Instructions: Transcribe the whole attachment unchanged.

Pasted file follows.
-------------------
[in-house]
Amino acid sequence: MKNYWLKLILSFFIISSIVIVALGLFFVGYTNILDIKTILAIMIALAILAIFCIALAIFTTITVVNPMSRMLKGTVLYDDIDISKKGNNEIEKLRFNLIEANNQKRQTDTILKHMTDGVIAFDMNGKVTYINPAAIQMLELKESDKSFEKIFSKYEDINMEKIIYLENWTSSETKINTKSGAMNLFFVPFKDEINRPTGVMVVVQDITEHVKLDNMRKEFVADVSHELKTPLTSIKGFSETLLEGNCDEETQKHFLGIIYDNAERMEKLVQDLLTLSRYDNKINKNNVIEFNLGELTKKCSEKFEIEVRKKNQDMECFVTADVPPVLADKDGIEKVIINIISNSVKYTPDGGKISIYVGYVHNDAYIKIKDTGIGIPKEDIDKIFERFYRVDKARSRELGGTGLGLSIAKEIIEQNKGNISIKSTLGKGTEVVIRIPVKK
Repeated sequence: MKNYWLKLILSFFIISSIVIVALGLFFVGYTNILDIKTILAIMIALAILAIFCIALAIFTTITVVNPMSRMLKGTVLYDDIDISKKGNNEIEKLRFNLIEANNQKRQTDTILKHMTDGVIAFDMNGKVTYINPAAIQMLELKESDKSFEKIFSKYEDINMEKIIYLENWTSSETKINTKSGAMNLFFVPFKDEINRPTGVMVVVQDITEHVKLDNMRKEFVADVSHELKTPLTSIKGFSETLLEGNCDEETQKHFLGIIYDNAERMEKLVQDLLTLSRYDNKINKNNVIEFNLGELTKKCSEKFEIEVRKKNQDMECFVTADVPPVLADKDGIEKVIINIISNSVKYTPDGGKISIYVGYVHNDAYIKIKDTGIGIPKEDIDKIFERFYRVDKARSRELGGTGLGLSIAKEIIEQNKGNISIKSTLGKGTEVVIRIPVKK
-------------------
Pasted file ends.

[in-house]
Amino acid sequence: MKNYWLKLILSFFIISSIVIVALGLFFVGYTNILDIKTILAIMIALAILAIFCIALAIFTTITVVNPMSRMLKGTVLYDDIDISKKGNNEIEKLRFNLIEANNQKRQTDTILKHMTDGVIAFDMNGKVTYINPAAIQMLELKESDKSFEKIFSKYEDINMEKIIYLENWTSSETKINTKSGAMNLFFVPFKDEINRPTGVMVVVQDITEHVKLDNMRKEFVADVSHELKTPLTSIKGFSETLLEGNCDEETQKHFLGIIYDNAERMEKLVQDLLTLSRYDNKINKNNVIEFNLGELTKKCSEKFEIEVRKKNQDMECFVTADVPPVLADKDGIEKVIINIISNSVKYTPDGGKISIYVGYVHNDAYIKIKDTGIGIPKEDIDKIFERFYRVDKARSRELGGTGLGLSIAKEIIEQNKGNISIKSTLGKGTEVVIRIPVKK
Repeated sequence: MKNYWLKLILSFFIISSIVIVALGLFFVGYTNILDIKTILAIMIALAILAIFCIALAIFTTITVVNPMSRMLKGTVLYDDIDISKKGNNEIEKLRFNLIEANNQKRQTDTILKHMTDGVIAFDMNGKVTYINPAAIQMLELKESDKSFEKIFSKYEDINMEKIIYLENWTSSETKINTKSGAMNLFFVPFKDEINRPTGVMVVVQDITEHVKLDNMRKEFVADVSHELKTPLTSIKGFSETLLEGNCDEETQKHFLGIIYDNAERMEKLVQDLLTLSRYDNKINKNNVIEFNLGELTKKCSEKFEIEVRKKNQDMECFVTADVPPVLADKDGIEKVIINIISNSVKYTPDGGKISIYVGYVHNDAYIKIKDTGIGIPKEDIDKIFERFYRVDKARSRELGGTGLGLSIAKEIIEQNKGNISIKSTLGKGTEVVIRIPVKK